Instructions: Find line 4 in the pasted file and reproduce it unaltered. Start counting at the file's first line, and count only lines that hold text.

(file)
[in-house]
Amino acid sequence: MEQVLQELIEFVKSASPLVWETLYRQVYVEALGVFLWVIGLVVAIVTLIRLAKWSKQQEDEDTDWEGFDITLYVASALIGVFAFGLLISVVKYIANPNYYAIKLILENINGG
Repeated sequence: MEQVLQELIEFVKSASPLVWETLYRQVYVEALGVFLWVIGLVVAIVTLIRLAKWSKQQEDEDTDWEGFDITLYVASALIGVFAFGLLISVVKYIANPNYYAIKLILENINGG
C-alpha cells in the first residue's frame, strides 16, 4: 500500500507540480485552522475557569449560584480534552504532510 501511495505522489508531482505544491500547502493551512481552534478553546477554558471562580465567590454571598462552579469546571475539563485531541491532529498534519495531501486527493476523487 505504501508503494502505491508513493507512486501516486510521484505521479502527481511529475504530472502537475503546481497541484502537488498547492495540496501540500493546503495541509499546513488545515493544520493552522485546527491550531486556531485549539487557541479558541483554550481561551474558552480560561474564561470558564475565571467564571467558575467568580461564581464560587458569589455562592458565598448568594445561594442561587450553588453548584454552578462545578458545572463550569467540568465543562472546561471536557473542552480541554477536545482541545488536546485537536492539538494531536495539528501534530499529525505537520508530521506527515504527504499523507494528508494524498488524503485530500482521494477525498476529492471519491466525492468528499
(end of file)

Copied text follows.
C-alpha cells in the first residue's frame, strides 16, 4: 500500500507540480485552522475557569449560584480534552504532510 501511495505522489508531482505544491500547502493551512481552534478553546477554558471562580465567590454571598462552579469546571475539563485531541491532529498534519495531501486527493476523487 505504501508503494502505491508513493507512486501516486510521484505521479502527481511529475504530472502537475503546481497541484502537488498547492495540496501540500493546503495541509499546513488545515493544520493552522485546527491550531486556531485549539487557541479558541483554550481561551474558552480560561474564561470558564475565571467564571467558575467568580461564581464560587458569589455562592458565598448568594445561594442561587450553588453548584454552578462545578458545572463550569467540568465543562472546561471536557473542552480541554477536545482541545488536546485537536492539538494531536495539528501534530499529525505537520508530521506527515504527504499523507494528508494524498488524503485530500482521494477525498476529492471519491466525492468528499